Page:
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FILMS & LITERATURE OF IRAN

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"To live is to eat!" is our favourite mantra! There is so much joy in our food memory that is inextricably linked to the joys of travel from the aroma of freshly baked breads, the bustle of traditional bazaars, to the vibrant colours of fresh produce. 

One can still eat your way around the world during this Circuit Breaker, thanks to 10 of our favorite "exotic" dining establishments, bringing their cuisine right to your doorstep!

*opinions expressed and recommendations are our own, in no particular order. 

A SEPARATION 

A married couple are faced with a difficult decision - to improve the life of their child by moving to another country or to stay in Iran and look after a deteriorating parent who has Alzheimer's disease.

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Photo & text: news.yahoo.com, rottentomatoes.com

PERSEPOLIS

Based on Satrapi's graphic novel about her life in pre and post-revolutionary Iran and then in Europe. The film traces Satrapi's growth from child to rebellious, punk-loving teenager in Iran. In the background are the growing tensions of the political climate in Iran in the 70s and 80s, with members of her liberal-leaning family detained and then executed, and the background of the disastrous Iran/Iraq war.

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Photo & text: timeout.com, rottentomatoes.com

ARGO

On Nov. 4, 1979, militants storm the U.S. embassy in Tehran, Iran, taking 66 American hostages. Amid the chaos, six Americans manage to slip away and find refuge with the Canadian ambassador. Knowing that it's just a matter of time before the refugees are found and likely executed, the U.S. government calls on extractor Tony Mendez (Ben Affleck) to rescue them. Mendez's plan is to pose as a Hollywood producer scouting locations in Iran and train the refugees to act as his "film" crew.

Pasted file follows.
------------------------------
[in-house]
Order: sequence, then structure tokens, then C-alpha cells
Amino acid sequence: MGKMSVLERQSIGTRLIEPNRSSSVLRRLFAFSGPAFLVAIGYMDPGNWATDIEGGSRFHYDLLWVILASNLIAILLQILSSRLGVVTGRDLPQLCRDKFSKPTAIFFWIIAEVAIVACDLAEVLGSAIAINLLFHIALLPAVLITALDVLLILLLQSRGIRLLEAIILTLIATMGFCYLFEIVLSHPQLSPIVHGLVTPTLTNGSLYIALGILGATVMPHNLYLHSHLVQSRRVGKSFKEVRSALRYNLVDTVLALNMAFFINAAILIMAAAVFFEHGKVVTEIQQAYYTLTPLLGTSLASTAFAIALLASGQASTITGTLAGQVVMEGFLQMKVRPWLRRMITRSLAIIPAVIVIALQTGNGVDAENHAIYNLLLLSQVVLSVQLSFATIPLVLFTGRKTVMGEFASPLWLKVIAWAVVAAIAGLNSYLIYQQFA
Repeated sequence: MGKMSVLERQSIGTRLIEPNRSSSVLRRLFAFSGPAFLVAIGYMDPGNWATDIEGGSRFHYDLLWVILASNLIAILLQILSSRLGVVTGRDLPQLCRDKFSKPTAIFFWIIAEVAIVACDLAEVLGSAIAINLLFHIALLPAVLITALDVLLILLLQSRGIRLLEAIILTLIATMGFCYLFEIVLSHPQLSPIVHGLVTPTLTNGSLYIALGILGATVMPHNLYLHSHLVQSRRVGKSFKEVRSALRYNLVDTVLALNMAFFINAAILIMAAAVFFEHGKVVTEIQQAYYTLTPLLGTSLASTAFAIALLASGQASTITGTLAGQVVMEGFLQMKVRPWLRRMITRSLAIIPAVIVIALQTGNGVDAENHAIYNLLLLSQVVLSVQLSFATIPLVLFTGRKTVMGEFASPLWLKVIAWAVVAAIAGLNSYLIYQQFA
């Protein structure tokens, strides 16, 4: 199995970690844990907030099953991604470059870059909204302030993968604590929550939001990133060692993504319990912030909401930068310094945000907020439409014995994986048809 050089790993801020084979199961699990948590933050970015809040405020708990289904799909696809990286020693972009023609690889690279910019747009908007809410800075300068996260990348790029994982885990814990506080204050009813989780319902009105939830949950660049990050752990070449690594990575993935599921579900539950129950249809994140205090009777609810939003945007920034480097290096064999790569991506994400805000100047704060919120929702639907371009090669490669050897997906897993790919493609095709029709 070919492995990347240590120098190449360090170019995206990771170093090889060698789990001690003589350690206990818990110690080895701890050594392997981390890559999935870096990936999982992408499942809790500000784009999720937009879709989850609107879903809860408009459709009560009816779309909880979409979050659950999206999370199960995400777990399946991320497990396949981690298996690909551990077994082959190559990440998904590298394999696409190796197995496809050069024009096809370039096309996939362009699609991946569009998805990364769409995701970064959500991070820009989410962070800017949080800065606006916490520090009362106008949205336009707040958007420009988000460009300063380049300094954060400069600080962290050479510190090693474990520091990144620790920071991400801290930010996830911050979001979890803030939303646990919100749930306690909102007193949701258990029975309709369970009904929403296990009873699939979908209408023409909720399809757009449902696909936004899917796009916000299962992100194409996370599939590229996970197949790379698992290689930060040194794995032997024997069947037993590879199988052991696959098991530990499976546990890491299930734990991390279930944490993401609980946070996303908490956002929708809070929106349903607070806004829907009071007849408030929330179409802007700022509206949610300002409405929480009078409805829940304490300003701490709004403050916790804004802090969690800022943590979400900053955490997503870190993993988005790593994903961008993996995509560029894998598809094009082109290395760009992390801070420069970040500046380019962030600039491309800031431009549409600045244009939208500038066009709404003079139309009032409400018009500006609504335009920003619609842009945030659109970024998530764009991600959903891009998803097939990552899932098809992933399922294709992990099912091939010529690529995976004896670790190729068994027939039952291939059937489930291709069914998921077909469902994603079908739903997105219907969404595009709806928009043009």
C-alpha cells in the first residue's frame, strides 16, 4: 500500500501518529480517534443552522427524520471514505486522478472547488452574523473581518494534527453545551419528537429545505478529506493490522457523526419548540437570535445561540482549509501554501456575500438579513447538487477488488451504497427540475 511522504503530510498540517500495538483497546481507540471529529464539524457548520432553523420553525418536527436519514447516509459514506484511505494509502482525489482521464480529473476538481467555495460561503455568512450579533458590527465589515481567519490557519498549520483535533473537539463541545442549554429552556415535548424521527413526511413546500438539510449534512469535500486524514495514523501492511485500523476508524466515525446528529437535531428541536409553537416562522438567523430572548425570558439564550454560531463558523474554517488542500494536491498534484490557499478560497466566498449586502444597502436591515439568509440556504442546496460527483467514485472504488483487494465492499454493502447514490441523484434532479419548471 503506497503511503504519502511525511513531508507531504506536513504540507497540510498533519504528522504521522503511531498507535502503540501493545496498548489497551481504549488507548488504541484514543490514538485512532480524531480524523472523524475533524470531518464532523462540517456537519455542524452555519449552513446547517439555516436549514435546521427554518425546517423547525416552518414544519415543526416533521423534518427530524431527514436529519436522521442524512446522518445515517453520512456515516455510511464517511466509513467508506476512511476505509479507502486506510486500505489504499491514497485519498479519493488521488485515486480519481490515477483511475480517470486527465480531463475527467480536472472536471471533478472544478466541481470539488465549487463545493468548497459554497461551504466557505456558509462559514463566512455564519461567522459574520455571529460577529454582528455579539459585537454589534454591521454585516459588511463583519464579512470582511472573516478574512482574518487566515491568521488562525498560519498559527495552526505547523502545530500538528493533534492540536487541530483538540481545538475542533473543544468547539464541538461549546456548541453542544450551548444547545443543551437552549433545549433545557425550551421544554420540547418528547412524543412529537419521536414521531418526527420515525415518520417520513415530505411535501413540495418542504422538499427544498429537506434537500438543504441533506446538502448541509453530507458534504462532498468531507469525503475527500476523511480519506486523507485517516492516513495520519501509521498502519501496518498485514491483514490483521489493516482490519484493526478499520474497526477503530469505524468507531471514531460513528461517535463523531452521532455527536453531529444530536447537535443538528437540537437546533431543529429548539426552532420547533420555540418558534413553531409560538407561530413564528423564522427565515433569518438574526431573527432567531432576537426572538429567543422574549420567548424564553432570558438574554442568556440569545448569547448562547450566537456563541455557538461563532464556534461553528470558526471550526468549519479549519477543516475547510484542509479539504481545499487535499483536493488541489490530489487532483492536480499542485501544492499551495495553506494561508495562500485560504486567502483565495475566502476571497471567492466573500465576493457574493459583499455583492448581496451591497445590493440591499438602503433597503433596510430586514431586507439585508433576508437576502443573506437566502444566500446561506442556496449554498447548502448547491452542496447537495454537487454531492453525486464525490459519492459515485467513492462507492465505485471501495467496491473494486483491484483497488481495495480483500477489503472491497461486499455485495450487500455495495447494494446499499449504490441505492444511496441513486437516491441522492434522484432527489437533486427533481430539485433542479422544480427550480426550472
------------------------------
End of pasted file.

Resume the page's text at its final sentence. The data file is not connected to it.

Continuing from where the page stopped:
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Photo & text: nytimes.com, rottentomatoes.com

THE SALESMAN

After their flat becomes damaged, Emad (Shahab Hosseini) and Rana (Taraneh Alidoosti), a young couple living in Tehran, Iran, must move into another apartment. Once relocated, a sudden eruption of violence linked to the previous tenant of their new home dramatically changes their lives, creating a simmering tension between husband and wife.

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Photo & text: theguardian.com, rottentomatoes.com

TEHRAN TABOO

Four young people are forced to break the taboos of Iranian society. Director Soozandeh used the rotoscoping process because it was impossible to shoot the movie in Tehran, and other cities have their own traits that made them inappropriate for a realistic film set in Iran. To surmount that issue he used rotoscoping, which combines live action with animation. Actors were filmed against a green backdrop, and animation was added to allow insertion of background details specific to Tehran. He has said that his aim in making the film was to inspire social change in Iran.

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Photo & text: straitstimes.com, rottentomatoes.com

TRAVEL JOURNAL

This lovely book is a treasured gift from a couple of dear friends who knew, too well, my preference for picture-rich literature, and while browsing in an intimate, mainly Chinese bookstore along Bukit Pasoh.

 

I have always dreamt of returning to this gorgeous country since my tour leading trip several years ago.

As Mandarin is my first language, this book filled with hand-drawn illustrations by an intrepid Taiwanese traveller (Zhang Peiyu) was the perfect gift!

 

Detailing her travels through Eastern Turkey and Iran in colorful and often whimsical drawings, Peiyu invites the traveler to journey with her through her journal.

I was momentarily transported back to Yazd as she explained about the Zoroastrian religion and her enlightening visit of the Fire Temple, as well learning about funerary practices.

Another memorable section is about Kashan, the famous center of rosewater production. The sweet floral aroma of the beautiful blooms comes to mind, whose essence is often made into perfumes as well as cooking.

Photo & text: nytimes.com, Jessica

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